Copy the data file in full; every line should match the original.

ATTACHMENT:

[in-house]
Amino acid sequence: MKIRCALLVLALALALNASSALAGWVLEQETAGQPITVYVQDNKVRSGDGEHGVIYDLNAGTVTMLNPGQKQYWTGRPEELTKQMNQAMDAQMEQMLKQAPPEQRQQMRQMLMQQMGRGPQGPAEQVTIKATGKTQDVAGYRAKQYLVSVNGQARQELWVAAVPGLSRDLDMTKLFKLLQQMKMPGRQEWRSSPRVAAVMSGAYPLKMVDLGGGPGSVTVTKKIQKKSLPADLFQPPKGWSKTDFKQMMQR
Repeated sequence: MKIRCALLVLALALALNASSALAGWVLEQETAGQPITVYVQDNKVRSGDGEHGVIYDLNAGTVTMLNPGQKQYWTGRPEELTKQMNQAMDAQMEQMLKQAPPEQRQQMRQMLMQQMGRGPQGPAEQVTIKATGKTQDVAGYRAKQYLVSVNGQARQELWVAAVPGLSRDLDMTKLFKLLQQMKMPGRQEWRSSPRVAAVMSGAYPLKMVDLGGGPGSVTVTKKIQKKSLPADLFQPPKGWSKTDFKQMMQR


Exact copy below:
[in-house]
Amino acid sequence: MKIRCALLVLALALALNASSALAGWVLEQETAGQPITVYVQDNKVRSGDGEHGVIYDLNAGTVTMLNPGQKQYWTGRPEELTKQMNQAMDAQMEQMLKQAPPEQRQQMRQMLMQQMGRGPQGPAEQVTIKATGKTQDVAGYRAKQYLVSVNGQARQELWVAAVPGLSRDLDMTKLFKLLQQMKMPGRQEWRSSPRVAAVMSGAYPLKMVDLGGGPGSVTVTKKIQKKSLPADLFQPPKGWSKTDFKQMMQR
Repeated sequence: MKIRCALLVLALALALNASSALAGWVLEQETAGQPITVYVQDNKVRSGDGEHGVIYDLNAGTVTMLNPGQKQYWTGRPEELTKQMNQAMDAQMEQMLKQAPPEQRQQMRQMLMQQMGRGPQGPAEQVTIKATGKTQDVAGYRAKQYLVSVNGQARQELWVAAVPGLSRDLDMTKLFKLLQQMKMPGRQEWRSSPRVAAVMSGAYPLKMVDLGGGPGSVTVTKKIQKKSLPADLFQPPKGWSKTDFKQMMQR